Autumn is making its arrival felt, what with all this wet and windy weather.
But the season of mists and mellow fruitfulness also offers an excellent excuse to coorie in somewhere cosy.
Mind you, in our case that did involve a drive at the weekend over the Slug Road from Stonehaven to Banchory in the teeth of driving rain and flooding roads. At one point there was a stream running down the tarmac.
And when we finally got to our destination, we had raised eyebrows over just how high the River Dee was running. Gulp.
But none of that mattered as soon as we stepped through the doors of the Banchory Lodge Hotel.
This has always been a special spot for me and my missus. There is a lovely, relaxed atmosphere that just makes you go “ahhh” and want to settle in.
Especially so when we were shown through to our table in the dining room, with a roaring log fire driving the chill away. As a space it’s all comfy seats, patterned carpets and wallcovering made up of little faux oil paintings. All of that, complemented with a huge window giving an ideal view of the roaring river, which on calmer days is an oasis of tranquillity.
Still, we weren’t there to gaze at Mother Nature, but to enjoy some rather fine food.
Banchory Lodge Hotel prides itself on its dining expertise seven days a week… but there’s one day when we particularly like to visit. After all, the ideal way to balance out the onset of chillier weather is to settle in with a hearty Sunday brunch.
And the lodge’s brunch menu is a thing of wonder. Poached eggs with everything from smoked salmon to braised beef shoulder? There you go. Waffles with duck and egg? Of course, you can have that.
Now, this is where we decided to take the concept of brunch seriously… as in a hybrid of breakfast and lunch. Which meant from the glorious morning fare I decided to go with the “Lodge Breakfast”. Meanwhile, my other half had been salivating about roast Scotch beef all the way over the hill from home.
One of the friendly waiters – I do like the waistcoats – took our drinks order. I had decided to spice things up a bit, I must admit. I mean, what’s Sunday brunch without a Bloody Mary, or in this case a Bloody Banchory.
While we were waiting for those, our food order was taken. We barely had time to chat to each other about how popular the place was – all safely socially distanced, the lodge is rigorous on that front – than our meals turned up. It was such a quick turnaround, our drinks hadn’t even arrived.
They do say you eat with your eyes. And both of our plates were a visual feast.
Mine was a heady mix of a Cumberland ring, a couple of fried eggs, a thick slice of black pudding and generous flat mushroom, supported by grilled vine tomatoes, hash brown and a wee pot of the lodge’s homemade baked beans.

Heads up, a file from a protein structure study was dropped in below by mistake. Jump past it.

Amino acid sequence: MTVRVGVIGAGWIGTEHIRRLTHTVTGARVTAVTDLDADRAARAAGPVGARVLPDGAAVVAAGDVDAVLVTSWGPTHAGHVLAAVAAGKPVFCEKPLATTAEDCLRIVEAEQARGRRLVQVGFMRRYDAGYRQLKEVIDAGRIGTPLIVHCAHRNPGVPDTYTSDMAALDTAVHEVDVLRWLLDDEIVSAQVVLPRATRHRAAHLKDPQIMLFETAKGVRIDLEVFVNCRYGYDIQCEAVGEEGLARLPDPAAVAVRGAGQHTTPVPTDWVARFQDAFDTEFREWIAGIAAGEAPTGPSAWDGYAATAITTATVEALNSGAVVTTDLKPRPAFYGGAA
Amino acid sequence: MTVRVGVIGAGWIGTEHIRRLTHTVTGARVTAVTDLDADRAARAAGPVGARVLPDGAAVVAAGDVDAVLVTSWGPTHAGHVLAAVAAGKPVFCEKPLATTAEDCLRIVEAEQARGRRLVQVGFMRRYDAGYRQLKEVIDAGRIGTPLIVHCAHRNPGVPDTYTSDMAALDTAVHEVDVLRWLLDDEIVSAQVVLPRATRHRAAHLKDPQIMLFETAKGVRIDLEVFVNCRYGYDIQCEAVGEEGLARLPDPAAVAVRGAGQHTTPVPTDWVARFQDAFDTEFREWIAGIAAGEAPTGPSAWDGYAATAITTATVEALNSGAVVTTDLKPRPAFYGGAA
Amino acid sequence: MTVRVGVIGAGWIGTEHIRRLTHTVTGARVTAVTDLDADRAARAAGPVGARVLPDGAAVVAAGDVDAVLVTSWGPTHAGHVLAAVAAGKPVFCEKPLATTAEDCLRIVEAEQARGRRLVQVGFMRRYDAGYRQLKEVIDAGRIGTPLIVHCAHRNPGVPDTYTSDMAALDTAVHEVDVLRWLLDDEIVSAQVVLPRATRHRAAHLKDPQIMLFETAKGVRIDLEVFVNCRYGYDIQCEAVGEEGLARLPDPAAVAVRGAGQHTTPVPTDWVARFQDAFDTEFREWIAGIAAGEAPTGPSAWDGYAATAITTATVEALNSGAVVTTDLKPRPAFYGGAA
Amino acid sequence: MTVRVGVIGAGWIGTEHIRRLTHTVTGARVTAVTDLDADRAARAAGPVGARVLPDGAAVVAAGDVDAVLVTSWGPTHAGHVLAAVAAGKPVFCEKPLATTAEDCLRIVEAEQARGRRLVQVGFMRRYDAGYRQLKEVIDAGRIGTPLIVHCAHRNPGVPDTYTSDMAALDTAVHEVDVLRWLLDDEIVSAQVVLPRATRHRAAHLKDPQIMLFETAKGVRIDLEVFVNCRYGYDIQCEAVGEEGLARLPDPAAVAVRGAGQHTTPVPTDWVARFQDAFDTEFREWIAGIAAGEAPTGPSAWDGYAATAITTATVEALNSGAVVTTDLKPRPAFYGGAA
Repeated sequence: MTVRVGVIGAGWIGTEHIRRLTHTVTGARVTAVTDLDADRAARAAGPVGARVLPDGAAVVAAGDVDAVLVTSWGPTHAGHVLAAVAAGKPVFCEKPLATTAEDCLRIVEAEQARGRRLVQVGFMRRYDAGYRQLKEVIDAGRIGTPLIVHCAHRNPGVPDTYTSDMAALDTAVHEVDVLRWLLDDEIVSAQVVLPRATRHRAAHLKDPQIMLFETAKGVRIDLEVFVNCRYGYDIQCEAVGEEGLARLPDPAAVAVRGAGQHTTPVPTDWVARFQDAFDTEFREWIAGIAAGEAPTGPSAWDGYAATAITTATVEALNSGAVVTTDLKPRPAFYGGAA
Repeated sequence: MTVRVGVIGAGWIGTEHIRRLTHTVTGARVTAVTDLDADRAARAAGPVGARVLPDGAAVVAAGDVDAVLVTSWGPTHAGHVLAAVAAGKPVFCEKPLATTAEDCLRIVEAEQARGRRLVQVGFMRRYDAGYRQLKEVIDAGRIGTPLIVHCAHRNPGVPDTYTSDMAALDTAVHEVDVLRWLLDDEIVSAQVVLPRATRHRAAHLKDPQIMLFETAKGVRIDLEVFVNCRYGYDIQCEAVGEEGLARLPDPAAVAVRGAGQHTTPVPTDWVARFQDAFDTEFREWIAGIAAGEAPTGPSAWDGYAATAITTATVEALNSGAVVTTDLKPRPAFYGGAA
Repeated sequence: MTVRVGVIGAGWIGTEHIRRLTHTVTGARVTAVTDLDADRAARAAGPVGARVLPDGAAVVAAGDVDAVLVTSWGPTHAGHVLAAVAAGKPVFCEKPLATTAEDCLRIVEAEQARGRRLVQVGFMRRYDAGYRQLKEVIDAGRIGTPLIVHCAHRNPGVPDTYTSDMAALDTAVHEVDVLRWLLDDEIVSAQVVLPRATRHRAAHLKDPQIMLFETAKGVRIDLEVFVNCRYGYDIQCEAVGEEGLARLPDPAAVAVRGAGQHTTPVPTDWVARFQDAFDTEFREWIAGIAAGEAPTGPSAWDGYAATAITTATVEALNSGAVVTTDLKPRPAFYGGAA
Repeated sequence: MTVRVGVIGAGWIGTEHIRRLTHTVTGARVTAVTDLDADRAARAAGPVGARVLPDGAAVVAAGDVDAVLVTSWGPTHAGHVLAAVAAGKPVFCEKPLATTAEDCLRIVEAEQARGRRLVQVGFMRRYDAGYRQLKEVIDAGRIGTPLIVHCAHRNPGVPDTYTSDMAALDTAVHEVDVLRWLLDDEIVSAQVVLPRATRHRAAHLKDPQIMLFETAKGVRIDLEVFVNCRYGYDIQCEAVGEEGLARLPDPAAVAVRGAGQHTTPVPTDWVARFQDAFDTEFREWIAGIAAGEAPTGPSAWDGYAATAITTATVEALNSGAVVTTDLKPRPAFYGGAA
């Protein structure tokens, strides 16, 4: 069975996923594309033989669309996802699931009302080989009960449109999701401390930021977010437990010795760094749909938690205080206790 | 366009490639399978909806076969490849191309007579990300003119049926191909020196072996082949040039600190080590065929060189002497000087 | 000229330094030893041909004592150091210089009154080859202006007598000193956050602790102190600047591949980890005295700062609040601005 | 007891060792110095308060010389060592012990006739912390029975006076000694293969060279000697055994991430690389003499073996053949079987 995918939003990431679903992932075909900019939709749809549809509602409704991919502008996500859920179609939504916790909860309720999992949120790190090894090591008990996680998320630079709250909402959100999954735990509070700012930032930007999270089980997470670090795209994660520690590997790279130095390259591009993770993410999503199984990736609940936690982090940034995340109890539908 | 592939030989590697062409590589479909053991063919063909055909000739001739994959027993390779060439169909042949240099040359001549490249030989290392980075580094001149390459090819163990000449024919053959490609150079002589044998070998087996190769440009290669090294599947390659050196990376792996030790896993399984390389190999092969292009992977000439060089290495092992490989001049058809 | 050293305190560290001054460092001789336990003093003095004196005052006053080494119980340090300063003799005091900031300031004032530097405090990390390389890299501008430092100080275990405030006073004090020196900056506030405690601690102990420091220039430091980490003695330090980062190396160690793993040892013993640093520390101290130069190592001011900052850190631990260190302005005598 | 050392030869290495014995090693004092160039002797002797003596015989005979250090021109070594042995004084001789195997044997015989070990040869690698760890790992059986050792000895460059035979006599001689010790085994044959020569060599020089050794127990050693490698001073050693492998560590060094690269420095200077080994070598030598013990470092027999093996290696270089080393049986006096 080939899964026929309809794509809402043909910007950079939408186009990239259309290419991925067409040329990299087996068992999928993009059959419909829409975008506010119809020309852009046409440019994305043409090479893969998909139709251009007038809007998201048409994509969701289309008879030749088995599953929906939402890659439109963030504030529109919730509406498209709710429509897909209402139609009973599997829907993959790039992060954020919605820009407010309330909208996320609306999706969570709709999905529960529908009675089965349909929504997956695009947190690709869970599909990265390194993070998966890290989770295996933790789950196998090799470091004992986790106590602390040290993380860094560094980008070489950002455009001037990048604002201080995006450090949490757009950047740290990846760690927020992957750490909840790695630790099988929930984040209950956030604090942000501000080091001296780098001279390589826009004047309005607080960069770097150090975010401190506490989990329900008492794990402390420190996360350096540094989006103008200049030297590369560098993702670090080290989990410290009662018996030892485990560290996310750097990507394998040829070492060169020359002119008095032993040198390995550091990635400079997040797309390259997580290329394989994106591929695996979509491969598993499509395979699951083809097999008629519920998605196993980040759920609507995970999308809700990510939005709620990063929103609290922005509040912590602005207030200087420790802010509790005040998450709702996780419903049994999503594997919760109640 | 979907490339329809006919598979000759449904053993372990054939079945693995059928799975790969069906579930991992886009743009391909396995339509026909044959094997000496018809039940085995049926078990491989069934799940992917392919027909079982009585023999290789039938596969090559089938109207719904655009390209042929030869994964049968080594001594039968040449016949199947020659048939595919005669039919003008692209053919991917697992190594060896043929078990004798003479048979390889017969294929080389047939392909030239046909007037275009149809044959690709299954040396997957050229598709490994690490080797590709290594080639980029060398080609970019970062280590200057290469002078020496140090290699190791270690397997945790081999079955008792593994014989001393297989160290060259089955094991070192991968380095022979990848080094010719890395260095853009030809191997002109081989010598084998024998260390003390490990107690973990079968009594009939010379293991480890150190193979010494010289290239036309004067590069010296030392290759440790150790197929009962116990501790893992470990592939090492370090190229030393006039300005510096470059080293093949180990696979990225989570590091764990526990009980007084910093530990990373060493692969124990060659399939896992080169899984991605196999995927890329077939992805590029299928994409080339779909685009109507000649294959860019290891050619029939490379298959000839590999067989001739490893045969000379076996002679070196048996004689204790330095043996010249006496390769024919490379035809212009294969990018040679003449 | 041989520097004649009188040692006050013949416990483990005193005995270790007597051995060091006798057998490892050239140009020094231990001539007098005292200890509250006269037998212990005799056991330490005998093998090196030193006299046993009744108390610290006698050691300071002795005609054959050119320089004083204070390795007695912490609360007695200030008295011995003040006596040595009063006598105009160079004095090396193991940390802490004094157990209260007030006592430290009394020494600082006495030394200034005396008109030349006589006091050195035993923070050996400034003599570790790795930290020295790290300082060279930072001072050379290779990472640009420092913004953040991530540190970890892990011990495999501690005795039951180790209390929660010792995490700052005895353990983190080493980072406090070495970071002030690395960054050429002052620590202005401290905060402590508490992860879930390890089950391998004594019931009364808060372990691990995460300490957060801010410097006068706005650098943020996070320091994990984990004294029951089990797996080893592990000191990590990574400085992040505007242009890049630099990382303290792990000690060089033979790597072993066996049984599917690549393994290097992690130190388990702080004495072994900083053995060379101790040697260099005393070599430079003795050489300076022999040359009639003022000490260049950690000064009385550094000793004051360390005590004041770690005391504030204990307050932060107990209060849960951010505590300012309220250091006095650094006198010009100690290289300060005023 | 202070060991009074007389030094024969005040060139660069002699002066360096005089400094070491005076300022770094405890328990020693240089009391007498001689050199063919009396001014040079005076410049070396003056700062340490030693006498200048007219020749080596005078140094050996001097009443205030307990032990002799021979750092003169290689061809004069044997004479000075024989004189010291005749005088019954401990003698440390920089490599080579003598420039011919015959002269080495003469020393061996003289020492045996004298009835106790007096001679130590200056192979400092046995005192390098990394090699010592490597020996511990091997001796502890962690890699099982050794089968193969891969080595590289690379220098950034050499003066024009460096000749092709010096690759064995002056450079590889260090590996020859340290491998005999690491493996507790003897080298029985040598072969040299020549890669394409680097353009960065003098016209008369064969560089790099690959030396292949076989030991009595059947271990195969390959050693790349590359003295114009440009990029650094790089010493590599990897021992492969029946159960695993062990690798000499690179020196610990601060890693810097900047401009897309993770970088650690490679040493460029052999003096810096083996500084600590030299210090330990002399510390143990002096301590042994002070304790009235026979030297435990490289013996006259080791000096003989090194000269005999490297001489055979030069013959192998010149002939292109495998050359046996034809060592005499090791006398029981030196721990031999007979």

Meanwhile, across the table, there was a slab of roast beef, perfectly cooked and nicely pink, slathered in gravy, with the requisite roast veg and Yorkshire pud.
The Bloody Banchory was the perfect mix of booze and spice and lush tomato juice. Personally, I would have left out the cucumber. It’s just not my thing. Still, this was the perfect drink to sip away on while expressing gratitude to my other half for being designated driver on the Coke Zero.
Back to the food.
The sausage was delightful, meaty and perfect for dipping into the yellow yolk of the eggs – so fresh I would have expected there’s a coop on the grounds somewhere.
Not that I’m a creature of habit, but I do like to pop my eggs on top of hash browns before I dive into them. Which was why I had ordered more as a side dish. These potato cakes were nicely crunchy and rightly salty, just to add to the melange of flavours.
On the flavour front, I couldn’t decide which was more outstanding – the mushroom or the black pudding. The first had been cooked down to that dark brown colour and meaty texture that is the essence of any good breakfast plate. The black pudding was intense and rich. Meanwhile, the tomatoes were nicely juicy and soft.
Special mention must be made of the lodge’s own baked beans. There are those who say it must be Heinz or nothing.
They’d soon change their mind after a bowlful of this tangy, tender, saucy, sweet and delicious iteration.
Now, the observant among you might have noticed something that I only realised after I had cleaned the plate. No bacon. There should have been, it says so on the menu. But as I’m not the biggest fan of bacon, I didn’t realise it was MIA. But the rest of it was so fine and filling, it made little difference to how much I enjoyed it.
Everything was present and correct on my wife’s plate. Except for horseradish. They had ran out, unfortunately. Still mustard can make do. She sang the praises of the beef. It was so tender and moist and cut like butter. The rich gravy elevated the meat and went so well with the roasted veg including tatties, parsnips and carrots, with a dod of kale thrown in. The Yorkshire pud wasn’t as rustic as she had hoped but vanished nonetheless.
Plates cleared, I settled back and enjoyed the hubbub of chat around me, while my missus perused the dessert menu. After all, I had a treat with my cocktail, so it was her turn to indulge. When she was told she could have a scoop each of honeycomb, chocolate mint and strawberry ice cream, she was fairly delighted. Unfortunately, the honeycomb didn’t turn up, two scoops of strawberry and one of choc mint did. It was rich and luxurious and a great way for her to finish off her brunch.
Banchory Lodge Hotel has long been a go-to place for people looking for a special spot for some special food. The Sunday menu is so extensive you can make repeat visits and not have the same thing twice. Relaxed and relaxing, it’s a great place to hang out.
Address: Dee Street, Banchory